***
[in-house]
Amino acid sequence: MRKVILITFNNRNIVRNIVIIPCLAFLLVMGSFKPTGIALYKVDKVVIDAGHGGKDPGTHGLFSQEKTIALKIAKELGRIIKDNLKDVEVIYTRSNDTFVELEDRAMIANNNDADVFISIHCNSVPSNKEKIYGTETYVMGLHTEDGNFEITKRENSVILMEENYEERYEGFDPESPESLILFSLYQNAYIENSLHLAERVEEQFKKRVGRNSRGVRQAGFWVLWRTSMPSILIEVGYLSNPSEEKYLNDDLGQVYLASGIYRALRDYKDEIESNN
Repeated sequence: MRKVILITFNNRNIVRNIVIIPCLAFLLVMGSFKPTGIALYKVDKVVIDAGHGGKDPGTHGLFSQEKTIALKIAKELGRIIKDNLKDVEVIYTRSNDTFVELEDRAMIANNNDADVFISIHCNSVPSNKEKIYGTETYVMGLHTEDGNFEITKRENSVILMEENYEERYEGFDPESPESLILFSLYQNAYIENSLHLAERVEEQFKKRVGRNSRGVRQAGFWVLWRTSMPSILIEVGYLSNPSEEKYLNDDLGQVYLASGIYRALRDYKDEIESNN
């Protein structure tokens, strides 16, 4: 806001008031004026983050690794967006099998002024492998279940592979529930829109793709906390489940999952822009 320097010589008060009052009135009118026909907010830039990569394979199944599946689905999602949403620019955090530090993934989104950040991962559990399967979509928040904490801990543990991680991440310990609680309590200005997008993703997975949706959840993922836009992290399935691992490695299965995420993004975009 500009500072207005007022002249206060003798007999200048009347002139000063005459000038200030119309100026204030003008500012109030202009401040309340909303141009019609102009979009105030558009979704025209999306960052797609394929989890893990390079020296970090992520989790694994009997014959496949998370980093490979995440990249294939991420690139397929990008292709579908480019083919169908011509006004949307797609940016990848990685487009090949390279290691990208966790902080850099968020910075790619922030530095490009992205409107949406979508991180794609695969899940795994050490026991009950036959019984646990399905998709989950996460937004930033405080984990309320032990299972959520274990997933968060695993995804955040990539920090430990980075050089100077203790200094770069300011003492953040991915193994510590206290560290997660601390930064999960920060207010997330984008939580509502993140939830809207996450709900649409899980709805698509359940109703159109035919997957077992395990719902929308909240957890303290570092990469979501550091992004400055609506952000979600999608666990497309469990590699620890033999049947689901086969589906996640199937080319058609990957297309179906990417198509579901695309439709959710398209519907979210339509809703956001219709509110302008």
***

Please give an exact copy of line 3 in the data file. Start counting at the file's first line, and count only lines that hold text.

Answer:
Repeated sequence: MRKVILITFNNRNIVRNIVIIPCLAFLLVMGSFKPTGIALYKVDKVVIDAGHGGKDPGTHGLFSQEKTIALKIAKELGRIIKDNLKDVEVIYTRSNDTFVELEDRAMIANNNDADVFISIHCNSVPSNKEKIYGTETYVMGLHTEDGNFEITKRENSVILMEENYEERYEGFDPESPESLILFSLYQNAYIENSLHLAERVEEQFKKRVGRNSRGVRQAGFWVLWRTSMPSILIEVGYLSNPSEEKYLNDDLGQVYLASGIYRALRDYKDEIESNN